SAN FRANCISCO - San Francisco is preparing to suspend city employees with the police, fire and sheriff's departments who refuse to disclose their COVID-19 vaccination status.
The San Francisco Chronicle first reported the city sent out letters on Thursday recommending 10-day unpaid suspensions for those who remain non-compliant.
Eight are with the San Francisco Police Department, two are from the sheriff's department and seven are with the fire department.
The newspaper reports hundreds of employees from other city departments could receive similar letters as soon as next week.
The employee deadline to comply with the new citywide mandate was Aug. 12. That was an extension from a July deadline for all city and county employees.
The Department of Human Resources said 98% of its workers did meet that deadline. The city department's data shows 879 city or county employees have failed to register their vaccination status. That's 2% of the overall workforce.
Data also shows 87.8% of city and county workers are vaccinated, while 10% are unvaccinated.
The unvaccinated includes: 634 San Francisco Municipal Transportation Agency workers, 500 from the police department, 242 from the fire department and 190 from the sheriff's department.
An SFPD letter to the force, said failure to comply with the policy, and an Oct. 13 deadline to get vaccinated, may result in disciplinary action.
San Francisco Firefighters Local 798 union said in a statement, "We will continue to work in good faith with DHR to not only represent the best interests of our members, but also to do what is most important for public safety."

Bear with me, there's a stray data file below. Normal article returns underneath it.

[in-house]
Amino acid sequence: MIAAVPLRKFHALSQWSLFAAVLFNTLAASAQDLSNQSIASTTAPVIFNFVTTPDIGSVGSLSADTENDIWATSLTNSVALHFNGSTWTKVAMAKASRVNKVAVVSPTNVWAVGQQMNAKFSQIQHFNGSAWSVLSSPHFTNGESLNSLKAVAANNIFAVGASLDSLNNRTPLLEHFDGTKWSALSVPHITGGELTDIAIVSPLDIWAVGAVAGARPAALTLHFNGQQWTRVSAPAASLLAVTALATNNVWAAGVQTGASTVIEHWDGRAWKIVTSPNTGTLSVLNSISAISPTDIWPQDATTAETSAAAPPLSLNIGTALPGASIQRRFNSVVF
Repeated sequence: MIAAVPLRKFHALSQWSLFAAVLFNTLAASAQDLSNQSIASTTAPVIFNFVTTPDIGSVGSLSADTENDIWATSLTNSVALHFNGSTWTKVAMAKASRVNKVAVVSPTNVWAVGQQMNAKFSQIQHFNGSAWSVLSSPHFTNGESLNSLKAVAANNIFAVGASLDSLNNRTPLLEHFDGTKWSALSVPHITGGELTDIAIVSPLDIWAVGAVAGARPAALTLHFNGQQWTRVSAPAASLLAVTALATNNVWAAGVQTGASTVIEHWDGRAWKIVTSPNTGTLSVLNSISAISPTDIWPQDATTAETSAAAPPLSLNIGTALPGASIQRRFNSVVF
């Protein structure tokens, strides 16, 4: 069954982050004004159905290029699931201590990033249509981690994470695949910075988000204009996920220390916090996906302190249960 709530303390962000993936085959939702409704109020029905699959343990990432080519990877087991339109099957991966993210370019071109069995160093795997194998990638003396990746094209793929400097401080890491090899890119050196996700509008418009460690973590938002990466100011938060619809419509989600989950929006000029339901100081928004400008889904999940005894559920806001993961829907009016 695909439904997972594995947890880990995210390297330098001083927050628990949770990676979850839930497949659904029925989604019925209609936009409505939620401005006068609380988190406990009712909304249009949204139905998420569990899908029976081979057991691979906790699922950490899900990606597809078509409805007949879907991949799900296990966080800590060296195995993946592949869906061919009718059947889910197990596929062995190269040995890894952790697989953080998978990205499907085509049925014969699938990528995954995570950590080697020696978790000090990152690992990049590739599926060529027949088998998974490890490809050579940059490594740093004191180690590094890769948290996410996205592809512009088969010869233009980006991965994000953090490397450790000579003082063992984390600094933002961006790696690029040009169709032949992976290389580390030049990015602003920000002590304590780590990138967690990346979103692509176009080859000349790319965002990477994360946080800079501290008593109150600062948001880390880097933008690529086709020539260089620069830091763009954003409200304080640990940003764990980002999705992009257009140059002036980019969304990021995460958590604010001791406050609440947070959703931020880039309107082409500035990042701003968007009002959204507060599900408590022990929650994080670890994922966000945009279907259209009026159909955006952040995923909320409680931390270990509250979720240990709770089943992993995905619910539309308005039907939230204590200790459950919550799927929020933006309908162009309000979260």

Earlier this month, KTVU reported as many as 200 city employees had asked for an exemption from the vaccine mandate.
The city's policy says once the vaccines are fully approved by the federal government, employees must comply and get the vaccine or lose their job. However, medical or religious exemptions, where appropriate, are allowed.
The COVID-19 vaccine was authorized for emergency use through the Food and Drug Administration. There are reports that full approval of the vaccine could come as soon as late summer or fall.
Some sheriff's deputies recently said they might quit over upcoming vaccine requirement mandates. Sheriff Paul Miyamoto said those take effect Sept. 15.
Some of the union leaders said they are investigating whether some of the suspension notices are from misunderstandings such as workers who may have been on vacation and missed the notice. In those cases, they may seek an appeal.